Words hold the power to shape our sense of place. And it is with this idea in mind that renown nature writer Robert Macfarlane pens an evocative piece for The Guardian. In it, he stresses the importance of rebuilding the lexicon of landscape.
In the tradition of John Muir and others, Macfarlane’s work is based on observations made during walking journeys. His new book, Landmarks, will be published in March 2015. Landmarks is described as “a field guide to the literature of nature,” and includes the language of working landscapes, such as farms.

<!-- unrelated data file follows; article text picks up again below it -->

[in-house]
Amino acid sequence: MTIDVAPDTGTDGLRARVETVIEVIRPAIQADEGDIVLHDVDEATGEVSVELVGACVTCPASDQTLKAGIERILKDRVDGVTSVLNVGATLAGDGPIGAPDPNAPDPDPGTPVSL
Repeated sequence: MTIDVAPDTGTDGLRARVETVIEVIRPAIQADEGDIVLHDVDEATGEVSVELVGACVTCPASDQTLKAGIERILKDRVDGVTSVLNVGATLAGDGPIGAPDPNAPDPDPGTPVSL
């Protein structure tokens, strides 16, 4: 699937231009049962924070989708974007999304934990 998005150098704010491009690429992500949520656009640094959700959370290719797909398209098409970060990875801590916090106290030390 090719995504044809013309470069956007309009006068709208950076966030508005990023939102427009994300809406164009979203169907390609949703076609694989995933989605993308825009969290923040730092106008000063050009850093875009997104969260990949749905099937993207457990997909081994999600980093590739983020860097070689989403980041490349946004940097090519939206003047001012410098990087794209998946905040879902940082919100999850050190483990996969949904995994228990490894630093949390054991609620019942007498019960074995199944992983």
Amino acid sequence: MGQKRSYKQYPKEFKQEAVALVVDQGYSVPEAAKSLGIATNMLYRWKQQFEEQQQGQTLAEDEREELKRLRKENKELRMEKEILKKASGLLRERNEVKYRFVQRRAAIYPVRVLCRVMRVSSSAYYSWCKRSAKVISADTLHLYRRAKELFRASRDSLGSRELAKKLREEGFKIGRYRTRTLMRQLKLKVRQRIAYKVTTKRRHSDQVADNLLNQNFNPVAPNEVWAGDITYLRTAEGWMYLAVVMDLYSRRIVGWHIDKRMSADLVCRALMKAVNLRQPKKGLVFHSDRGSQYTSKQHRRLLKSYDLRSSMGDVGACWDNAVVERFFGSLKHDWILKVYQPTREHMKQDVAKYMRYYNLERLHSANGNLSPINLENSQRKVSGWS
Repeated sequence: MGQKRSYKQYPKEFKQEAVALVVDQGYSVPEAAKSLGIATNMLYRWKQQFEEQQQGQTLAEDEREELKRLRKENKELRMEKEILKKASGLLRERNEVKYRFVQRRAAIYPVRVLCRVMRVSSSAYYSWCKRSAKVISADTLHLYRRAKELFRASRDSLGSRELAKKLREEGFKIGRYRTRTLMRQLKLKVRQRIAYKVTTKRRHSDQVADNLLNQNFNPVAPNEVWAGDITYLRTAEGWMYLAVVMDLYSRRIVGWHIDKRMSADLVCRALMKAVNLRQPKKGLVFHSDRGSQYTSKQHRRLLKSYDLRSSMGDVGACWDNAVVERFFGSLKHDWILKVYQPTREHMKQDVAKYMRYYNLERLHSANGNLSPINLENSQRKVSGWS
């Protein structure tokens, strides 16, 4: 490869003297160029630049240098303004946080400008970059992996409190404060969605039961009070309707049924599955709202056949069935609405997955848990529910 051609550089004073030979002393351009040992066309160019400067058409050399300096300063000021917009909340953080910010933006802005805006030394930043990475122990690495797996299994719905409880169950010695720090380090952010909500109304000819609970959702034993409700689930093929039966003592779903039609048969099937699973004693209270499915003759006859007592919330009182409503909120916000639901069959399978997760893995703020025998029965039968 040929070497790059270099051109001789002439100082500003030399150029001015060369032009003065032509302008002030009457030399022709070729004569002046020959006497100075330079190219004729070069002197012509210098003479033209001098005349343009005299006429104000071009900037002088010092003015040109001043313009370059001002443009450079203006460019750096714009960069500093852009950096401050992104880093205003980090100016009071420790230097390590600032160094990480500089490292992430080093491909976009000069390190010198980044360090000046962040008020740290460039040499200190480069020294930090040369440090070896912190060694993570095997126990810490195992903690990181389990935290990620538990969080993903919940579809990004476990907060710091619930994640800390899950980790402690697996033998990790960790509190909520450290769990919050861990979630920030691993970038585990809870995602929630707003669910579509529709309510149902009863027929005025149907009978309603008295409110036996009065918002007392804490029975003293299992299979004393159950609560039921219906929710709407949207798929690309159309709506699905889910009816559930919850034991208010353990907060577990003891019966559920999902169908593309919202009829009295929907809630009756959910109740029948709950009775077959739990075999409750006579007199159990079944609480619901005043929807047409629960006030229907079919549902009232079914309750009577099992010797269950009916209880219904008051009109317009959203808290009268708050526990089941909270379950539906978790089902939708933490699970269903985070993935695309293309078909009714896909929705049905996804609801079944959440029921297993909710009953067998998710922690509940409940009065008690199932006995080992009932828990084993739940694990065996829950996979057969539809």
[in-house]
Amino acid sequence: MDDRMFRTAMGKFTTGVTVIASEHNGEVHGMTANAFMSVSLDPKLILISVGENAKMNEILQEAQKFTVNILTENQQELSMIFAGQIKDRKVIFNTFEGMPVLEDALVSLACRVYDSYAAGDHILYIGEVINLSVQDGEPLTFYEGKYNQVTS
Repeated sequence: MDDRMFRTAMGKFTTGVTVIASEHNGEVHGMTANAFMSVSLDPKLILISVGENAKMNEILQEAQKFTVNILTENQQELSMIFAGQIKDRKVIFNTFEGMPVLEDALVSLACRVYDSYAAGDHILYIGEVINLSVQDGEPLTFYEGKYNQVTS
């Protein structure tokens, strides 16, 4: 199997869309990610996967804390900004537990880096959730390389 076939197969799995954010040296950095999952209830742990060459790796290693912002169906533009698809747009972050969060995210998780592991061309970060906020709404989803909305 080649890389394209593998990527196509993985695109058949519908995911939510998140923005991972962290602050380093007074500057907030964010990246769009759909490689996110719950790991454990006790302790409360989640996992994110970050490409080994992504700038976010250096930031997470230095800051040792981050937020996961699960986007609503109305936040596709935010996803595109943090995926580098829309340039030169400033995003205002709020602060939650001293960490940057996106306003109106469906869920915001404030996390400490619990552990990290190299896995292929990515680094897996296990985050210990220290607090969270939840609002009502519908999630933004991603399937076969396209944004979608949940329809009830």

“Yet it is clear that we increasingly make do with an impoverished language for landscape. A place literacy is leaving us. A language in common, a language of the commons, is declining. Nuance is evaporating from everyday usage, burned off by capital and apathy. The substitutions made in the Oxford Junior Dictionary – the outdoor and the natural being displaced by the indoor and the virtual – are a small but significant symptom of the simulated screen life many of us live. The terrain beyond the city fringe is chiefly understood in terms of large generic units (“field”, “hill”, “valley”, “wood”). It has become a blandscape.”